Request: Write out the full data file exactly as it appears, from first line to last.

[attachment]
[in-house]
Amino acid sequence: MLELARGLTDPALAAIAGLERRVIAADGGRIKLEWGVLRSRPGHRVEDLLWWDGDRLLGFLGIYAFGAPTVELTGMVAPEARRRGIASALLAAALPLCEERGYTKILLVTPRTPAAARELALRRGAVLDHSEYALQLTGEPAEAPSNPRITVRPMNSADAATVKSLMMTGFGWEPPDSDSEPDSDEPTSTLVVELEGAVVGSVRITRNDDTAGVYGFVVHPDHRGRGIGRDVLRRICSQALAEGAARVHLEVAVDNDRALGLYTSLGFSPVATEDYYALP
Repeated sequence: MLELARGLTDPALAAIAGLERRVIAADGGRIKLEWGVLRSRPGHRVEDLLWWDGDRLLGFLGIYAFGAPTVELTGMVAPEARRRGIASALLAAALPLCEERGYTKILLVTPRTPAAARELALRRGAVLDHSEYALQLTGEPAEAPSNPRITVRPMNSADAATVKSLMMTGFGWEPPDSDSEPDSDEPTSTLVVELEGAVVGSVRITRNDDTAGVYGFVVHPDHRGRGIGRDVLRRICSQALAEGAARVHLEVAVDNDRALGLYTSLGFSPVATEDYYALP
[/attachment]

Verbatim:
[in-house]
Amino acid sequence: MLELARGLTDPALAAIAGLERRVIAADGGRIKLEWGVLRSRPGHRVEDLLWWDGDRLLGFLGIYAFGAPTVELTGMVAPEARRRGIASALLAAALPLCEERGYTKILLVTPRTPAAARELALRRGAVLDHSEYALQLTGEPAEAPSNPRITVRPMNSADAATVKSLMMTGFGWEPPDSDSEPDSDEPTSTLVVELEGAVVGSVRITRNDDTAGVYGFVVHPDHRGRGIGRDVLRRICSQALAEGAARVHLEVAVDNDRALGLYTSLGFSPVATEDYYALP
Repeated sequence: MLELARGLTDPALAAIAGLERRVIAADGGRIKLEWGVLRSRPGHRVEDLLWWDGDRLLGFLGIYAFGAPTVELTGMVAPEARRRGIASALLAAALPLCEERGYTKILLVTPRTPAAARELALRRGAVLDHSEYALQLTGEPAEAPSNPRITVRPMNSADAATVKSLMMTGFGWEPPDSDSEPDSDEPTSTLVVELEGAVVGSVRITRNDDTAGVYGFVVHPDHRGRGIGRDVLRRICSQALAEGAARVHLEVAVDNDRALGLYTSLGFSPVATEDYYALP